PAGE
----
Students of color at Columbia University can apply to attend an upcoming racially segregated retreat hosted by the school that promises to embolden and empower participants, according to organizers.
The “Students of Color Leadership Retreat 2016” is open to students within the Columbia University undergraduate community, including its all-women’s Barnard College.
Slated for the weekend of Nov. 12 at Greenkill Retreat Center at the New York YMCA Camp, the event is billed as “an intensive weekend of personal development, empowerment and community building for student leaders at Barnard and Columbia who identify as African/African-American/Black, Latino/Hispanic, Asian/Asian-American, Pacific Islander, Arab and Middle-Eastern, Native & Indigenous, and Multiethnic/Multiracial,” according to the university’s website as well as the retreat’s online application form.
“SOCLR is designed for students who identify themselves as a person of color as a primary identity,” Columbia’s website adds.
The application asks students to state their gender identity/expression, their gender pronoun, their racial identity, and also answer a few questions on what they plan to gain from attending the retreat, paid for by the private, Ivy League institution. Lodging, food and transportation are provided, the application notes.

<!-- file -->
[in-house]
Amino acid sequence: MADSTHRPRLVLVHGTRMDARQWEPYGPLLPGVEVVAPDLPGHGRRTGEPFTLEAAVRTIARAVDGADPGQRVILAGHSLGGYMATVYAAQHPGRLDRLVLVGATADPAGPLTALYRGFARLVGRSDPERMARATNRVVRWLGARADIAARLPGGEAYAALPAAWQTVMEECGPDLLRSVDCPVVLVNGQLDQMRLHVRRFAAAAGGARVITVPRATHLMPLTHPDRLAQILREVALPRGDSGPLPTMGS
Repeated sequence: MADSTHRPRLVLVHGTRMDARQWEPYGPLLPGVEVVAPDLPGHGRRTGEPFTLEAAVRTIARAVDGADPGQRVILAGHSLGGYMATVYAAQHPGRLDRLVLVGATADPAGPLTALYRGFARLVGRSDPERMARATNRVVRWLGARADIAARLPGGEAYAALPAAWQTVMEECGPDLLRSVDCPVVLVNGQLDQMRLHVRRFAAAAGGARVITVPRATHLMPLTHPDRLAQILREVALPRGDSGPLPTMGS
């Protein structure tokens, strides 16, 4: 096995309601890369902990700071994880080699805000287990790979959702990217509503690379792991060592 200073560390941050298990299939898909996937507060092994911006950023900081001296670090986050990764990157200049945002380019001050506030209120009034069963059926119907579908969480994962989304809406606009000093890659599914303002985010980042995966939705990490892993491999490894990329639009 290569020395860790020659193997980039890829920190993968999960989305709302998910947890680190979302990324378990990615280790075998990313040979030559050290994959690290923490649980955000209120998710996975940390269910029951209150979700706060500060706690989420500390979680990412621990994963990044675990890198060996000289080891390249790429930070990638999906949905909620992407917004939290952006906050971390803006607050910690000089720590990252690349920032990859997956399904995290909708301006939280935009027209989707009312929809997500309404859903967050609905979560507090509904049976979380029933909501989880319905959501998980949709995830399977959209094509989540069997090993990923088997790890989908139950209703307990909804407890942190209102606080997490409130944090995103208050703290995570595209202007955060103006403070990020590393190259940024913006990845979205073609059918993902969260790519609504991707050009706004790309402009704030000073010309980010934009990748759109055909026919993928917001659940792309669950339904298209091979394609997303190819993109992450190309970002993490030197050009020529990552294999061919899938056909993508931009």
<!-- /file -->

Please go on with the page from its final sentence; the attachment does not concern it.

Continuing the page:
Event organizers declined to comment to The College Fix, instead redirecting email inquiries to other campus officials.
Asked for additional information, such as whether white students may attend, the cost of the retreat, and about how many students will attend, Melinda Aquino, associate dean of multicultural affairs in Columbia College and Columbia Engineering Undergraduate Student Life, gave a statement on the benefits of the event in an email to The College Fix.
“The Students of Color Leadership Retreat is a long-standing annual program for undergraduates at Columbia and Barnard,” Aquino stated. “The program, which is geared towards any student who self-identifies as a student of color, provides structured activities and guided exercises that enable participants to build community and reflect on their abilities to effect positive change within their own lives, within student organizations, within the Columbia University community, and within society at large.”
Aquino pointed out the Office of Multicultural Affairs also hosts other leadership and community-building programs and retreats that meet the needs of “all students interested in diversity and identity,” including an LGBTQ leadership retreat and an “Intergroup Community Building Initiative” retreat, aimed at creating a more “cohesive” Columbia that affirms “all identities and creates a space for healthy discourse about divisive issues.”
The multicultural office also offers a racially themed mentoring program called the Columbia Mentoring Initiative, which offers programming to the following groups:
Arab & Middle Eastern Family Tree
Asian Family Tree
Black Family Tree
Indigenous Family Tree
Latinx Family Tree
LGBTQ Family Tree
Mosaic Family Tree (International & Multiracial)
Columbia also offers a Global Ambassadors Program, which connects American students and international students through programming and conversations, according to Aquino.